Reviewed on Saturday August 10

“Shut up, I can’t afford a tuner,” were the first laconic words out of frontman/bassist Ross Knight’s unshaven face. The crowd rumbled and jeered at him as he fiddled around with his guitar on stage for 20 minutes at the start of the set. The wait encouraged an amusing interchange between the Psychos and their fans. Drummer Dean Muller quipped we would be refunded our ticket money and Knight, when he finally got his bass ready, told us all “what a fucking carry-on that was. The biggest tune-up for the biggest load of shit you’ll ever hear”. Everything uttered was met with a roar of laughter, cheers and flying beer cans. The Psychos weren’t fazed. These guys really epitomise ocker Australianness to excess. Lyrics about boozy benders, cars, tractors, football, sheilas and schnitzels. A bunch of laidback Aussie larrikins from downtown Kyneton in Victoria. Think Paul Hogan spliced with Pro Hart.

 

30 years of solid, unforgiving dirty punk rock hit the Metro like a giant fly swat in the face. The Psychos’ notoriety for drinking pubs dry and pervasive influence on the local grunge music scene hasn’t affected them one iota – they’re down-to-earth delinquents, playing their trademark yob rock with passion and energy.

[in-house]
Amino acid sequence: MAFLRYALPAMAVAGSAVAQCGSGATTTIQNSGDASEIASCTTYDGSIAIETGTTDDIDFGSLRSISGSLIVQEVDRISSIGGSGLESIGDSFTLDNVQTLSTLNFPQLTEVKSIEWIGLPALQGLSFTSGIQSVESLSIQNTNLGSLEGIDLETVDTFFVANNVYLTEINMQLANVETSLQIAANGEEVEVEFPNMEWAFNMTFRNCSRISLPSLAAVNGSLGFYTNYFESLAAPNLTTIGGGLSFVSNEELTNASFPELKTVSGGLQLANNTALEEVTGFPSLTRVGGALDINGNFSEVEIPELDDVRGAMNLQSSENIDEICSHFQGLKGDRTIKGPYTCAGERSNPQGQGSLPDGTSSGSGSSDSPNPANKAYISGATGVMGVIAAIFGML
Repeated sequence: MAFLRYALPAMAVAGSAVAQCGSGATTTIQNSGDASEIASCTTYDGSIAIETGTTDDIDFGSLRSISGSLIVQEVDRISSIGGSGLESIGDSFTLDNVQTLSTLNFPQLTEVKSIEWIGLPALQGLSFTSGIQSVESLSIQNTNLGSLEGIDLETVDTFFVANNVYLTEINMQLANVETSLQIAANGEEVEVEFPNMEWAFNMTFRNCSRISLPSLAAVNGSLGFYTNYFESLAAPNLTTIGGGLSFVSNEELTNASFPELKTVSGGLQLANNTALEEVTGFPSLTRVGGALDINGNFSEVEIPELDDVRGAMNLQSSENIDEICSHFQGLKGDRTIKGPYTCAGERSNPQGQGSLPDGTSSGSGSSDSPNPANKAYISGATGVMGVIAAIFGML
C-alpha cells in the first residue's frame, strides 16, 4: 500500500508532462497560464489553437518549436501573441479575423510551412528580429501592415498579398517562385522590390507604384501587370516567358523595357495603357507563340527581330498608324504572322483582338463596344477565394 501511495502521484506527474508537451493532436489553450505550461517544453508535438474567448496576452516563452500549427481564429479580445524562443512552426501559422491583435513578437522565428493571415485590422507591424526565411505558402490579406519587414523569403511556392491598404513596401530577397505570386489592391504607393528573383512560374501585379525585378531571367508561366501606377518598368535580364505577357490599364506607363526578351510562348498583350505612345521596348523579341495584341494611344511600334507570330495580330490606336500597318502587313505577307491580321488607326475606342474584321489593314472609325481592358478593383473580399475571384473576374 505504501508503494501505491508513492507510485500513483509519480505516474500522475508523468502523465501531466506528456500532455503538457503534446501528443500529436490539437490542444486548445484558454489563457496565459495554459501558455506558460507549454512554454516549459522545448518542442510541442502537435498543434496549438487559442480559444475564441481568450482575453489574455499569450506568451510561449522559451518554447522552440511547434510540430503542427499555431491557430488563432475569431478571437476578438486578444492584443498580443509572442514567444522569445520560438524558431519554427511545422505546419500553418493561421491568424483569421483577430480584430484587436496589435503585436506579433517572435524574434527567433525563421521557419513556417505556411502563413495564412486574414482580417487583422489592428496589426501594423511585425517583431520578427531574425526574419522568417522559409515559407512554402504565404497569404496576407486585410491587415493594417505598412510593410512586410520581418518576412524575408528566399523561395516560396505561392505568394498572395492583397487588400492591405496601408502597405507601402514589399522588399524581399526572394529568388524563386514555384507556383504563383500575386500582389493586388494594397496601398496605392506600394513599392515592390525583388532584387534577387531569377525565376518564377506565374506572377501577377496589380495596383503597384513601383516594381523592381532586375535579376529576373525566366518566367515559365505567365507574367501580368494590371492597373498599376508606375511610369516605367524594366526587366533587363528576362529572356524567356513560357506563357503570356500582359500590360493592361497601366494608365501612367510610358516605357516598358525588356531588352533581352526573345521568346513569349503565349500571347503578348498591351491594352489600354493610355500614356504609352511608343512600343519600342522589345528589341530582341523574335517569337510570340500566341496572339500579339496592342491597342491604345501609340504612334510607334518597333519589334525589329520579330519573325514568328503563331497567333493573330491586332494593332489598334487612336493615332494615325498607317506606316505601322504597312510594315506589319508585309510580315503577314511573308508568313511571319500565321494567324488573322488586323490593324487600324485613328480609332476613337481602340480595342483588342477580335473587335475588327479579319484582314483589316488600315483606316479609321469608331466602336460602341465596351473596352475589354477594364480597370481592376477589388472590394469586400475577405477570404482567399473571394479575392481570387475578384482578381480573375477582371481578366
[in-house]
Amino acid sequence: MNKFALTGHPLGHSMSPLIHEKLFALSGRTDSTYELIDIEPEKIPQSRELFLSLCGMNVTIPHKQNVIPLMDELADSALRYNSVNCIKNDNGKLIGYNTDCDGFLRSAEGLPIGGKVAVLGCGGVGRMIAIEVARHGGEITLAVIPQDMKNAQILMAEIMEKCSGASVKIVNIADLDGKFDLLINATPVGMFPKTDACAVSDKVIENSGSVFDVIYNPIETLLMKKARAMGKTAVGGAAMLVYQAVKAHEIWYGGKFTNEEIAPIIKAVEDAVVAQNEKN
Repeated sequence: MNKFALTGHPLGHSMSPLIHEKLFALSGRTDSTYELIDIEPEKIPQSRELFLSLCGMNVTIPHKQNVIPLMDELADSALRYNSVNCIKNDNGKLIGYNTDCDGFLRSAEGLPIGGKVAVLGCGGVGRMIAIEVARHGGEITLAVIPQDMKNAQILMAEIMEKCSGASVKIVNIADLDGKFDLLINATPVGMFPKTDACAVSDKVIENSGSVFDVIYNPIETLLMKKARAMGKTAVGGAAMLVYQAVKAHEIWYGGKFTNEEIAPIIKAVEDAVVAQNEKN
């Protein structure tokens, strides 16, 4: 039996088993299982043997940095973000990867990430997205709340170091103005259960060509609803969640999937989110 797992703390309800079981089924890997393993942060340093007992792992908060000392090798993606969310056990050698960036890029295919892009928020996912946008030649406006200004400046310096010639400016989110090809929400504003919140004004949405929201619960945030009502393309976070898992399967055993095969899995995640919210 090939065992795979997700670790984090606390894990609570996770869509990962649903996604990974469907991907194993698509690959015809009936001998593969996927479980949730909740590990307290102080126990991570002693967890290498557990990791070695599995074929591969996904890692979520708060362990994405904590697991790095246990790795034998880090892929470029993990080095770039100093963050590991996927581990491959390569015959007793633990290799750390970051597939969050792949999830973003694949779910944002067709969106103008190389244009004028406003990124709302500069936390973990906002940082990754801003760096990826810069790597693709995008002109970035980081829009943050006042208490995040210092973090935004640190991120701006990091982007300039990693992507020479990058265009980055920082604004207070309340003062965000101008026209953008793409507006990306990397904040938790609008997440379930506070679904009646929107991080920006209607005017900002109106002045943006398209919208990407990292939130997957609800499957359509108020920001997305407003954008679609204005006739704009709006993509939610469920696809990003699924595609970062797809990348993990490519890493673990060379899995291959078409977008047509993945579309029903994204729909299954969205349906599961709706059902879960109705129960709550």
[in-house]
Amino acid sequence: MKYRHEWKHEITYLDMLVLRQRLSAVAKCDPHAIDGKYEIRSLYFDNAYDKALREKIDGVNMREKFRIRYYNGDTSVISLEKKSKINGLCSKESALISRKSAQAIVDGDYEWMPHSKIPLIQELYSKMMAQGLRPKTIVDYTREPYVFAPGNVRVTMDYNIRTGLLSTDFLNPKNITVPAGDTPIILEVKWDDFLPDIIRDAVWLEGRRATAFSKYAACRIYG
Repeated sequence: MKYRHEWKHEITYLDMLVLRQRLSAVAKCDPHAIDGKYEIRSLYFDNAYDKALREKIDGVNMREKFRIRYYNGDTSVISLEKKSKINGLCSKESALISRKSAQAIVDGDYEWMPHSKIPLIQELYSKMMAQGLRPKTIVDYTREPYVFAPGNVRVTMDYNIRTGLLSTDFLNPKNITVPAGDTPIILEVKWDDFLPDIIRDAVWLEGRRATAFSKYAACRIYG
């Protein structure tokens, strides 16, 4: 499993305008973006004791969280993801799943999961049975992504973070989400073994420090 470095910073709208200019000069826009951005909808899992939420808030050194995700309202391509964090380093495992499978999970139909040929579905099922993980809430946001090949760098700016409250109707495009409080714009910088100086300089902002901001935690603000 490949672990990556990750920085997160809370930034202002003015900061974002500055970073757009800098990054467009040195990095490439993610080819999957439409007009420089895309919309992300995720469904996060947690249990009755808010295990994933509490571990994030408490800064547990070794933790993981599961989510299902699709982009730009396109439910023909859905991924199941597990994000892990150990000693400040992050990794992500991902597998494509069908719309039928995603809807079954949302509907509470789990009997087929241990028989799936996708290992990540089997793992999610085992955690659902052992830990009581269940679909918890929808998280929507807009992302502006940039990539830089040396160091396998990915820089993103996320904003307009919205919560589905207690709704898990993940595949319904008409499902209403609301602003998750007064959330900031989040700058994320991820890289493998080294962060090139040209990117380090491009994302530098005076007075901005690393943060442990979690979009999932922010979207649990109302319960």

Despite the age of the crowd, fierce moshing and thrash dancing still battered the floor. The Psychos’ sound is raw: Knight’s deep, fuzzed-out bass, John ‘Macca’ McKeering’s pounding wah-wah guitar and Muller’s tight drumming chops each combine to pack a formidable punch. Knight and McKeering played the final song ‘David Lee Roth’ with their shirts off, McKeering unashamedly exposing a well-earned beer gut and rubbing his sweaty nipples with his fingers ala Austin Powers. Muller joined them at the finale to bow, drop their faded denim and gracefully moon us all goodbye.

 

The Cosmic Psychos come across as your everyman; just three farmers who love to rock out, and are doing it tough just like us. Knight proudly lets us all know he bought a Harley Davidson decades ago, but he still owes $17K on it to this day. The Psychos’ dry and vulgar sarcasm is endearing, too. Like the Australian outback, they are rugged and unforgiving but with a colourful history. They should be made the unofficial symbols of Australia, like Vegemite and the Big Banana. A great show from a great bunch of blokes.

 

BY KYLIE FINLAY

 

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